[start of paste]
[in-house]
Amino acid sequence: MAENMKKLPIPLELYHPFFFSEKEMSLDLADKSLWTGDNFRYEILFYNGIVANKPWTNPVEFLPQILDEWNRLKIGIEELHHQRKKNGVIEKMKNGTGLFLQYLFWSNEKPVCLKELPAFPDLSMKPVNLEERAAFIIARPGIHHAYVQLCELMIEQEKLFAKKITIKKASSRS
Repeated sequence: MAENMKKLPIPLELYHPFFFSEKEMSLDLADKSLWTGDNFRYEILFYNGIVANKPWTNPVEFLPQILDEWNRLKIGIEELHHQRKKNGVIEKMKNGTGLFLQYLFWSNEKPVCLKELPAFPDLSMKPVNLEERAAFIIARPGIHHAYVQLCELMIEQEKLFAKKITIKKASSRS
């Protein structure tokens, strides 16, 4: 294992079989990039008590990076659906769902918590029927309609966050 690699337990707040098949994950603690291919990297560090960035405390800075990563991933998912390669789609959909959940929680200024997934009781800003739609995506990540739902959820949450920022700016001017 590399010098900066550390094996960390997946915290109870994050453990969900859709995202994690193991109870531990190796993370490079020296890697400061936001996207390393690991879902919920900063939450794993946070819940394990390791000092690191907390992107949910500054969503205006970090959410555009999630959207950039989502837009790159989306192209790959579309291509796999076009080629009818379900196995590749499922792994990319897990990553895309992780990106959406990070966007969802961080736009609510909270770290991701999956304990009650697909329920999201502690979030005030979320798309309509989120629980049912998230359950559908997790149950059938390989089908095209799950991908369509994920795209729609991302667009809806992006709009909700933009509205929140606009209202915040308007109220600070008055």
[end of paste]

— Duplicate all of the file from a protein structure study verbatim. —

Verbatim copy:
[in-house]
Amino acid sequence: MAENMKKLPIPLELYHPFFFSEKEMSLDLADKSLWTGDNFRYEILFYNGIVANKPWTNPVEFLPQILDEWNRLKIGIEELHHQRKKNGVIEKMKNGTGLFLQYLFWSNEKPVCLKELPAFPDLSMKPVNLEERAAFIIARPGIHHAYVQLCELMIEQEKLFAKKITIKKASSRS
Repeated sequence: MAENMKKLPIPLELYHPFFFSEKEMSLDLADKSLWTGDNFRYEILFYNGIVANKPWTNPVEFLPQILDEWNRLKIGIEELHHQRKKNGVIEKMKNGTGLFLQYLFWSNEKPVCLKELPAFPDLSMKPVNLEERAAFIIARPGIHHAYVQLCELMIEQEKLFAKKITIKKASSRS
């Protein structure tokens, strides 16, 4: 294992079989990039008590990076659906769902918590029927309609966050 690699337990707040098949994950603690291919990297560090960035405390800075990563991933998912390669789609959909959940929680200024997934009781800003739609995506990540739902959820949450920022700016001017 590399010098900066550390094996960390997946915290109870994050453990969900859709995202994690193991109870531990190796993370490079020296890697400061936001996207390393690991879902919920900063939450794993946070819940394990390791000092690191907390992107949910500054969503205006970090959410555009999630959207950039989502837009790159989306192209790959579309291509796999076009080629009818379900196995590749499922792994990319897990990553895309992780990106959406990070966007969802961080736009609510909270770290991701999956304990009650697909329920999201502690979030005030979320798309309509989120629980049912998230359950559908997790149950059938390989089908095209799950991908369509994920795209729609991302667009809806992006709009909700933009509205929140606009209202915040308007109220600070008055």